Thread count, Egyptian cotton, sateen weave, oh my! What does it all mean?! Here’s how to figure out what kind of sheets are best for your bed and will last a long time.
Even the newest, best mattress from Wolf Corporation can only go so far without good sheets! Sheets don’t get their due sometimes. They help protect our mattresses from skin oils and sweat, keep us warm AND cool, the right ones feel so nice, and they can pull together a bedroom’s style with the right color or pattern.
And when you or someone you know has bad sheets or when the hotel you’re staying at doesn’t have nice sheets… you KNOW. All. Night. Long.
So what’s there to consider when buying good sheets? There’s a lot in the realm of sheets, but there are three main aspects to consider: thread count, fabric, and weave.
The first thing that comes to mind when thinking about sheets is “thread count,” but what does the term actually mean? And does it really equate to better-quality sheets?
Unfortunately, it’s not that simple. Sleep Foundation defines thread count as “a measure of how tightly woven a fabric is.” While thread count can be used as a rough indicator of the softness of the sheets, a high thread count doesn’t necessarily equate to better quality. In fact, Sleep Foundation even warns that buyers should be wary of very high thread counts, 900 and above. These are often indicators of even lower quality materials, since the manufacturer is using some trick to artificially inflate the thread count.
So, what’s normal? A thread count from about 200-600 is considered normal or good-quality for many cotton sheets, but better materials make better sheets. So let’s take a look at some fabrics.
Fabric has as much to do with the quality and feel of your sheets as thread count. Common materials for bed sheets include cotton (of all varieties), microfiber, polyester, linen, and silk. Which fabric should you choose? Depends on your body, preferences, and how you sleep.
Do you sweat a lot or have sensitive skin? Polyester or microfiber might not be a good fit, since it’s not very breathable – but cotton and linen will feel much nicer. Do you like sleeping in t-shirts or clothing-like fabric? Jersey cotton might be a good choice, since it’s knitted (like a t-shirt) instead of woven, like most sheets (see the next section). Do you like to be warm when you sleep? Maybe consider some flannel sheets to keep cozy! Do you like to be cool when you sleep? Lightweight fabrics, like cotton and linen, will be your best bets.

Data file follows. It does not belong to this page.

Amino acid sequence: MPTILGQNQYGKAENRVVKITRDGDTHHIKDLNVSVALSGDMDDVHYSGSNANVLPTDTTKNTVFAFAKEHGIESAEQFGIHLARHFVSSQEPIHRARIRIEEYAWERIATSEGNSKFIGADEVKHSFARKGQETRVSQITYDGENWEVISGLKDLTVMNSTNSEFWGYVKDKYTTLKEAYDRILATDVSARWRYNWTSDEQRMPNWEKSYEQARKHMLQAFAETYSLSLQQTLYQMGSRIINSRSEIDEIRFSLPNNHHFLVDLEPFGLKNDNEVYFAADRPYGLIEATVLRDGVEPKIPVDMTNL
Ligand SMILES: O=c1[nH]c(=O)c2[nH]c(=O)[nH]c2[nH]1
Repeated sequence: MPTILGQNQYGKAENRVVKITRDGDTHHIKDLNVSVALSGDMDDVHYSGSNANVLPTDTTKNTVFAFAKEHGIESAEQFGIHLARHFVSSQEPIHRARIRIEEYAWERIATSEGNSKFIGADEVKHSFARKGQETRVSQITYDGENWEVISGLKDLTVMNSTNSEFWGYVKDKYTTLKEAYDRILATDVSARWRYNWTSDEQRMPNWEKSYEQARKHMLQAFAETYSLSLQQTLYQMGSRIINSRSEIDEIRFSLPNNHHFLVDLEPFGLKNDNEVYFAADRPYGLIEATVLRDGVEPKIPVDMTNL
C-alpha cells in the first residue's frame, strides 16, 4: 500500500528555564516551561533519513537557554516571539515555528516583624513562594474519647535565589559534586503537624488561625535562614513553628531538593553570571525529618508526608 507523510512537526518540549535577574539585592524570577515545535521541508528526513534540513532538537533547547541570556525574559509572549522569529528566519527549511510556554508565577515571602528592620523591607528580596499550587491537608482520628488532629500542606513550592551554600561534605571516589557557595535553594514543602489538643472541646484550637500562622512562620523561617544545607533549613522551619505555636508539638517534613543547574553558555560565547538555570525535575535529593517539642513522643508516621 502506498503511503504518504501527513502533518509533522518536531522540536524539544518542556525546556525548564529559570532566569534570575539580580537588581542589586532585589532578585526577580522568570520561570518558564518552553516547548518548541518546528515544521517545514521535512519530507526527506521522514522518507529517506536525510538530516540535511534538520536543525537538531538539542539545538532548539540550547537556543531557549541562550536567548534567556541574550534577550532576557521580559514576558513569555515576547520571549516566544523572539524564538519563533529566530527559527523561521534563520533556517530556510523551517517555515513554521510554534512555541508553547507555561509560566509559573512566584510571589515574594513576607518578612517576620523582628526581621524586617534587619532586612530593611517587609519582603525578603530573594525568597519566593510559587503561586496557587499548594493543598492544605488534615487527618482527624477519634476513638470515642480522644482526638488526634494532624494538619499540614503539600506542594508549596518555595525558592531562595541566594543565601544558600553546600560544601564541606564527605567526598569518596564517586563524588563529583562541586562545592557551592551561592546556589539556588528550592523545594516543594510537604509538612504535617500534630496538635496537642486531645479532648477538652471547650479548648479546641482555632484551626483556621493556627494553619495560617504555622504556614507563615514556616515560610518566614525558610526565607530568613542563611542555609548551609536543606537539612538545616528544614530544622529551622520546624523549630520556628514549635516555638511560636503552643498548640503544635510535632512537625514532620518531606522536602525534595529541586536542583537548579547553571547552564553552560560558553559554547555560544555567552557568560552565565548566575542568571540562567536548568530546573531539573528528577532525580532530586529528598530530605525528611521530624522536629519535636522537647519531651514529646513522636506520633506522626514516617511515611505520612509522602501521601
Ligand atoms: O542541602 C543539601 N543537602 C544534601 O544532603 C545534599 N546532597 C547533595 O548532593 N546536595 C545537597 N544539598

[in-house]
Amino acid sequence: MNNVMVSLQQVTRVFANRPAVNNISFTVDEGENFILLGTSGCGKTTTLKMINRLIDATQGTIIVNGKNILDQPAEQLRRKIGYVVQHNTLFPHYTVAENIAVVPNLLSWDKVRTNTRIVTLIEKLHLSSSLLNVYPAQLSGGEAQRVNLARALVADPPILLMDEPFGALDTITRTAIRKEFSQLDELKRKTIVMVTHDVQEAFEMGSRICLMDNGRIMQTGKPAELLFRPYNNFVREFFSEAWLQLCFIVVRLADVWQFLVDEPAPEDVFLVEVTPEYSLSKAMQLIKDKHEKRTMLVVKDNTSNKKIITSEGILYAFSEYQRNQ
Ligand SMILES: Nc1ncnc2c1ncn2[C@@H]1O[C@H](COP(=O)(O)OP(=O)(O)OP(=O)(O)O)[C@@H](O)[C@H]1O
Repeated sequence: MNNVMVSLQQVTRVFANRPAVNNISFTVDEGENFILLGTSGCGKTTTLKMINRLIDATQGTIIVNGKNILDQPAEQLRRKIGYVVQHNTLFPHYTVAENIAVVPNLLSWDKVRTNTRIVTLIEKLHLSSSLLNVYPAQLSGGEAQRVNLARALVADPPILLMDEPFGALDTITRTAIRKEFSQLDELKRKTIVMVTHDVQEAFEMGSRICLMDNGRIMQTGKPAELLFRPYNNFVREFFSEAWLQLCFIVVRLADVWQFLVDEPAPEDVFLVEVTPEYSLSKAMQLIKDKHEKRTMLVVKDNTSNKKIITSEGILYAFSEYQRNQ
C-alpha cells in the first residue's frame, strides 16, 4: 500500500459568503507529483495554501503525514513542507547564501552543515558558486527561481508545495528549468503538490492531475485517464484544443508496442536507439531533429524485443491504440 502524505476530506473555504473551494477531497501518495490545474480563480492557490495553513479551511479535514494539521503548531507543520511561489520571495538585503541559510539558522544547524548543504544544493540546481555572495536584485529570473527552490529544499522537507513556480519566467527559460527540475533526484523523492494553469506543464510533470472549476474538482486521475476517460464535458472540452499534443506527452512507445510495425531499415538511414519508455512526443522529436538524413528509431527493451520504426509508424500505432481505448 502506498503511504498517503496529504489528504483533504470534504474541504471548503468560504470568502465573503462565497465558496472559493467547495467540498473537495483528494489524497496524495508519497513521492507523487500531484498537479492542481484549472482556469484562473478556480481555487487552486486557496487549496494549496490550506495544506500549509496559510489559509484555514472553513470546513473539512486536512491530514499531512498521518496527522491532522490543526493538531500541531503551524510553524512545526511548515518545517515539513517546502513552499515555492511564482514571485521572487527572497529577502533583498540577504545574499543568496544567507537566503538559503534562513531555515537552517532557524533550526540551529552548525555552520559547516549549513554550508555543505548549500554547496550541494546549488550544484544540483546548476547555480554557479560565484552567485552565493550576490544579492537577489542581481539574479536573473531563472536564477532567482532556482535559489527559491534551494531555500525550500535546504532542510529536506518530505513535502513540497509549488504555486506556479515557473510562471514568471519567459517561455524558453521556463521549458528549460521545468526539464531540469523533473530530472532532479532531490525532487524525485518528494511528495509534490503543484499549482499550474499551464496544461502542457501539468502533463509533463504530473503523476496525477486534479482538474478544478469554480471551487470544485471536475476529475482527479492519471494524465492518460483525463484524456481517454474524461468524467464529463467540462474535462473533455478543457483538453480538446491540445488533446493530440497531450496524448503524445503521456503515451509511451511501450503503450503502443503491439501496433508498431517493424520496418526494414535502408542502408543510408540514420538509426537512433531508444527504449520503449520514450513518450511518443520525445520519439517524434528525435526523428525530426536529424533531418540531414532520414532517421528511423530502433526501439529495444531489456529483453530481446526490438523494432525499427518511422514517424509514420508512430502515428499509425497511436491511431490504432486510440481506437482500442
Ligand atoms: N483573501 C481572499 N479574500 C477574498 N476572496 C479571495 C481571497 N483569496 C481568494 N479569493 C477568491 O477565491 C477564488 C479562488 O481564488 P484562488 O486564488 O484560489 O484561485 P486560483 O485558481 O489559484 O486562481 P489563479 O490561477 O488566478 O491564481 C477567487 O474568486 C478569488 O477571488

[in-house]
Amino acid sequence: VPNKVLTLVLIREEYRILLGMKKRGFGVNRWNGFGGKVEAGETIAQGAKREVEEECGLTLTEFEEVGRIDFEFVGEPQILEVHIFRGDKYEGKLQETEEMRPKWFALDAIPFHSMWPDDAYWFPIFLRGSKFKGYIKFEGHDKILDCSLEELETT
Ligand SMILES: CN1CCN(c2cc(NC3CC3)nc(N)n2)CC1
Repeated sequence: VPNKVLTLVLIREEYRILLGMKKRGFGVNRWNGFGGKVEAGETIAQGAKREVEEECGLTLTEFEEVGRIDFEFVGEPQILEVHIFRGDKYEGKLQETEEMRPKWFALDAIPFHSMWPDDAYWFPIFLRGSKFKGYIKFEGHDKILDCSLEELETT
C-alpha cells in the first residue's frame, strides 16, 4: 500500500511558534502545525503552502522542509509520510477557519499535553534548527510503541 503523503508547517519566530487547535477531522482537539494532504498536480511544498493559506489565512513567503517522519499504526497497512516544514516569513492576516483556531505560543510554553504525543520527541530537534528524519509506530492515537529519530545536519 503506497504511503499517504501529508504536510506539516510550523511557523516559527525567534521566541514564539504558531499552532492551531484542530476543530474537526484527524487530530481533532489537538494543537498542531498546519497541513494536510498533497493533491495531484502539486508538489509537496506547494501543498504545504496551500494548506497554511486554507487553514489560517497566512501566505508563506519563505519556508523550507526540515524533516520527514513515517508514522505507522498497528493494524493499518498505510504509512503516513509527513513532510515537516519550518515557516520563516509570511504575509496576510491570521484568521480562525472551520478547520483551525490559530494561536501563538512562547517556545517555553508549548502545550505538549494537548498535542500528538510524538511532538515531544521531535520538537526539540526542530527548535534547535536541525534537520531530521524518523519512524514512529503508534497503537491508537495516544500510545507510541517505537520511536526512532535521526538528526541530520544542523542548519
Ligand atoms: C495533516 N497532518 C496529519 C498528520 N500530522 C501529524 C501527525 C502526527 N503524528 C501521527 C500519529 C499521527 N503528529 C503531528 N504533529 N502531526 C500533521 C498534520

The most common, and most sought-after, fiber for sheets is cotton. When considering cotton, you’ll want to look for a little more information. Lower-quality cotton has short fibers, meaning it may be more susceptible to pilling and won’t last as long. Higher-quality cotton has long staple fibers (or extra-long fibers). Types of cotton with extra-long fibers are Egyptian cotton, Supima cotton, and Pima cotton. If a set of sheets mentions these materials, it’s a good indicator of quality… but they will also come with a price tag.
Be aware! Watch for the descriptors “cotton-rich” and “100% cotton”. If a sheet is “cotton-rich,” it’s at least 50% cotton, but can contain other materials like polyester. A 100% cotton sheet is as-advertised.
The weave of a sheet can drastically affect how a sheet feels and conforms to your bed and your body. Two sheets made out of the same material but different weaves may feel like completely different sheets.
Good Housekeeping says that the two main weaves for sheets are percale and sateen.
Percale-weave sheets have “basic, grid-like weave that feels light and crisp.” These sheets are a little sturdier and don’t feel quite as soft, but tend to last a long time and are good for people who don’t like sheets that stick to their body.
Sateen-weave sheets, on the other hand, is “a satin weave and feels silky smooth.” To get the silky, luxurious feeling, the fibers are woven a little less closely and can sometimes be a little less durable than percale sheets.
Now go out there and pick good sheets with ease!
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